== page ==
Atlas 5 launches weather satellite, reentry tech demo mission
Updated at 7:50 am ET with LOFTID splashdown, JPSS-2 array issue.
WASHINGTON — Atlas 5 successfully launched a polar-orbiting weather satellite and re-entry technology demonstrator on the vehicle’s final flight from California.
United Launch Alliance Atlas 5 401 lifted off from Space Launch Complex 3 at Vandenberg Space Force Base, California at 4:49 a.m. Eastern on Nov. 10. A problem with liquid oxygen refueling in the Centaur rocket’s upper stage delayed liftoff by 24 minutes, two-thirds of the way into the 36-minute launch window.
The Centaur upper stage deployed the mission’s primary payload, the Joint Polar Satellite System (JPSS) 2 satellite, 28 minutes after liftoff, placing it in a sun-synchronous orbit at an altitude of approximately 800 kilometers. The spacecraft made contact with controllers shortly after deployment. However, NASA reported nearly three hours after liftoff that they had not yet received the telemetry that the solar array had set as planned.
JPSS-2 is the second of four planned polar-orbiting weather satellites in the JPSS program to provide weather data for the National Oceanic and Atmospheric Administration. JPSS-1, built by Ball Aerospace, was launched in 2017 and is in service as NOAA-20. An older satellite, the Suomi NPP, also provides weather data from a polar orbit but it is nearing the end of its life as he runs out of fuel to guard the stations.
Northrop Grumman built JPSS-2 and has contracts for JPSS-3 and -4, which will ensure continuity of the JPSS program into the 2030s. Steve Krein, vice president of civil and commercial space at Northrop Grumman, said in an October interview that the company is “making good progress” on the production of the two future JPSS satellites.
The satellites use the latest version of Northrop’s LEOStar-3 bus. “We have a new avionics package, we have a new set of sensors, wheels, star trackers, etc., that we’ve brought to work for Landsat as well  mission and JPSS mission,” he said. “It’s a continuous upgrade of components and operational paradigms.”
The JPSS satellites provide critical weather data that complements the observations of the GOES series of satellites in geostationary orbit. “JPSS data is a major input to US and international global numerical weather prediction models,” said Jordan Gerth, a meteorologist and satellite scientist at NOAA’s National Weather Service, during a Nov. 8 pre-launch briefing. “With JPSS, the quality of the local Weather forecast for three to seven days is outstanding.”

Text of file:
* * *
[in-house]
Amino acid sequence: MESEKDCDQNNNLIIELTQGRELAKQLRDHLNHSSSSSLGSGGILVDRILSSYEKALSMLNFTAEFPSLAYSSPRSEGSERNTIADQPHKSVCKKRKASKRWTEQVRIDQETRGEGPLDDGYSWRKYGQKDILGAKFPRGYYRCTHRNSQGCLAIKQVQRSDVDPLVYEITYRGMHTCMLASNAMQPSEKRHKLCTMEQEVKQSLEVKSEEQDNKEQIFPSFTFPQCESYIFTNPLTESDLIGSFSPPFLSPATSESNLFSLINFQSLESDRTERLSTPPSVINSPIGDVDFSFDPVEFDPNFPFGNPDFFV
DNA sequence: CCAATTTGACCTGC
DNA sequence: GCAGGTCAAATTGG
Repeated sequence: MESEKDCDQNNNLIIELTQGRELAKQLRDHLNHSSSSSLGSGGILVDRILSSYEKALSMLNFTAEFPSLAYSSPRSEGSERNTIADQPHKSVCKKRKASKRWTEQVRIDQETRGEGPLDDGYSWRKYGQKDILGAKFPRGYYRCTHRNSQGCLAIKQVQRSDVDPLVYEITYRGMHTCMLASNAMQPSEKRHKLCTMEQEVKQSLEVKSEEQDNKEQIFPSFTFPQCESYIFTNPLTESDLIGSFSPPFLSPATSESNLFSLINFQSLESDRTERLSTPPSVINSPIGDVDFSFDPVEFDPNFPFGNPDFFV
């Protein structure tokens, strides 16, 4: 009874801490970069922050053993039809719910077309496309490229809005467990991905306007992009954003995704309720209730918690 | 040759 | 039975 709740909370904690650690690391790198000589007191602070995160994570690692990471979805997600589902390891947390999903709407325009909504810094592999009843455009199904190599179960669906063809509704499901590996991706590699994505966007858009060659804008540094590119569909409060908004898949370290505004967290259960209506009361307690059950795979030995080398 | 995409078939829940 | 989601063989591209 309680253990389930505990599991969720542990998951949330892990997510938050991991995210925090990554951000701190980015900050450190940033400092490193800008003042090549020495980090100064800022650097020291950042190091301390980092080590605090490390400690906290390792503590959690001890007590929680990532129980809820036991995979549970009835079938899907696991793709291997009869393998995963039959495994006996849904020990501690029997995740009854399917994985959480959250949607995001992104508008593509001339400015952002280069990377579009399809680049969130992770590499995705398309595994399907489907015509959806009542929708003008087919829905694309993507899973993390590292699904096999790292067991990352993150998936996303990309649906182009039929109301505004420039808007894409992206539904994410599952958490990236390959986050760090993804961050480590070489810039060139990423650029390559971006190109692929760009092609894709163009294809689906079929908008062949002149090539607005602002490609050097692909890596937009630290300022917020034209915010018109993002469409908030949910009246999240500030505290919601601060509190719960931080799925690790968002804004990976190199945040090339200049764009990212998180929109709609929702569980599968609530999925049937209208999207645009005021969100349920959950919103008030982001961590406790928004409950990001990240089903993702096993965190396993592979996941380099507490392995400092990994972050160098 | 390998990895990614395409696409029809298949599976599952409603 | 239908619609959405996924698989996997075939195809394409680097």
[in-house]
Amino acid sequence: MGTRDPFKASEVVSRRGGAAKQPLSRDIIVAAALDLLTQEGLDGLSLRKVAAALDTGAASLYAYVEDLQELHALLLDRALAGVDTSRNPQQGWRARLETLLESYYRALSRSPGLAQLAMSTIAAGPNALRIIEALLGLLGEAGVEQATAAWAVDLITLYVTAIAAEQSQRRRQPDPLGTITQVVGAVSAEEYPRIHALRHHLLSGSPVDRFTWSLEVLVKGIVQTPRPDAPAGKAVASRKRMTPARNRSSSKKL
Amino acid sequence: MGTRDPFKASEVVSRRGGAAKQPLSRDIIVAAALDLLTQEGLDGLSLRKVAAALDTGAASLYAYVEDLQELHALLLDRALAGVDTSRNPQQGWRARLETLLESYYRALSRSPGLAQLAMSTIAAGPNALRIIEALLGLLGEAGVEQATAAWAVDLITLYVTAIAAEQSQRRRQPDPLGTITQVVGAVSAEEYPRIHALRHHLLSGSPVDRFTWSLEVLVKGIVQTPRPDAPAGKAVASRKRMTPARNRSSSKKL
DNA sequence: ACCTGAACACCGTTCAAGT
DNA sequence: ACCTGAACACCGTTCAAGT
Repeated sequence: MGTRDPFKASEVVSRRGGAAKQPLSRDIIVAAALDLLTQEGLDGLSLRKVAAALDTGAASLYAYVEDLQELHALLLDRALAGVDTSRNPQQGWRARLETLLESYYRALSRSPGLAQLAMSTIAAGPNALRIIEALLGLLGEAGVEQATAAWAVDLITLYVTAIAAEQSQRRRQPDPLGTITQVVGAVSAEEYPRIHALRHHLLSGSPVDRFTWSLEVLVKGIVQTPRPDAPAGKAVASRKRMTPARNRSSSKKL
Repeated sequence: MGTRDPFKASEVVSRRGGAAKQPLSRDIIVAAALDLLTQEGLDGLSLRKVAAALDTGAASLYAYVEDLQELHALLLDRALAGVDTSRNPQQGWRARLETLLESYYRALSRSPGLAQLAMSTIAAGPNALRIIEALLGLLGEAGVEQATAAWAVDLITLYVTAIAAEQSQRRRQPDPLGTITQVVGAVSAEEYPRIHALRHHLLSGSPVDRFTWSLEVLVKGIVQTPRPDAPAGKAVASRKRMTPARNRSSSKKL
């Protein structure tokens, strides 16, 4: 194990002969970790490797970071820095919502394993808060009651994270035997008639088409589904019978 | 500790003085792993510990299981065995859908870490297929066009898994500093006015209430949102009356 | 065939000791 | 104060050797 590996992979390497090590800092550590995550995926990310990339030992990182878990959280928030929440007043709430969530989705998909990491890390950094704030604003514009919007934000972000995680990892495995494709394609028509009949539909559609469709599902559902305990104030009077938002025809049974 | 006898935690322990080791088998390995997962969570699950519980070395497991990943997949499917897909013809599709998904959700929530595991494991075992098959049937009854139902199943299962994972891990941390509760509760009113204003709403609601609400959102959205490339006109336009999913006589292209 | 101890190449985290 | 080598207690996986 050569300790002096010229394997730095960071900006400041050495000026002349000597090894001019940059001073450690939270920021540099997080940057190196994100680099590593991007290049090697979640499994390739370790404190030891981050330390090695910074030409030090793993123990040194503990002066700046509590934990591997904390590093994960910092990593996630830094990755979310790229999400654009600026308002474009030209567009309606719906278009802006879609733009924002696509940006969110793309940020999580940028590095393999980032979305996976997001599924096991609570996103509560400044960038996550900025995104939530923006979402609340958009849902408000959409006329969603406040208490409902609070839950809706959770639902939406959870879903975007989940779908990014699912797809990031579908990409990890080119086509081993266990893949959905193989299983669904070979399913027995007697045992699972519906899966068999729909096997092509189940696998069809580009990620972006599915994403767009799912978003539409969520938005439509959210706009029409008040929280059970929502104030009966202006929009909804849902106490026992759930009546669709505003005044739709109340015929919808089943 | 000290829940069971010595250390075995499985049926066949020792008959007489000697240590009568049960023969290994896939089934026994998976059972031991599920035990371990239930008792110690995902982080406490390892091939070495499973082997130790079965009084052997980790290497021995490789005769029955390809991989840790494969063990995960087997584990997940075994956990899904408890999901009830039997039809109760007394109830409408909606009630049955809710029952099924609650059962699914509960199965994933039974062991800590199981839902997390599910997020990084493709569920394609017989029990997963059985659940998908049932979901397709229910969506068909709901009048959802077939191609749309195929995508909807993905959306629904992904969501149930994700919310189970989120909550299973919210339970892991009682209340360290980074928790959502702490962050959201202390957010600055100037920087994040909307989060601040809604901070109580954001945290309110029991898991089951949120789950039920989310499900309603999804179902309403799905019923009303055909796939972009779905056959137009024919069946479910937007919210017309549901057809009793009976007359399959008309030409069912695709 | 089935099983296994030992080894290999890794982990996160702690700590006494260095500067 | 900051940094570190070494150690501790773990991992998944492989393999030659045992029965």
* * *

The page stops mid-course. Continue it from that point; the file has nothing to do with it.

The secondary launch payload was the Inflatable Low Orbit Flight Test (LOFTID), a technology demonstration of an inflatable heat shield. LOFTID separated from Centaur 75 minutes after liftoff, after the upper stage performed two burns to set it on a reentry path.
The vehicle appeared to perform as expected on reentry, deploying its parachute and splashing down in the Pacific Ocean east of Hawaii 2 hours and 13 minutes after liftoff. The recovery ship will pick up the spacecraft as well as the special data recorder ejected from LOFTID before the crash.
LOFTID is designed to test the performance of six meter diameter inflatable retarders, gathering data during reentry before it makes landfall east of Hawaii. NASA is interested in using that technology, scaled up, to land future Mars missions too large for existing entry, descent and landing systems. ULA, which collaborated with NASA on LOFTID through the Space Act Agreement, is studying the use of the technology to extract engines from its Vulcan rocket.
The launch was the 100th mission for NASA’s Launch Services Program, which coordinates the launch of NASA’s science missions. It is also the last Atlas 5 launch for the program and the last Atlas 5 launch from Vandenberg. ULA will convert the launch pad for Vulcan.
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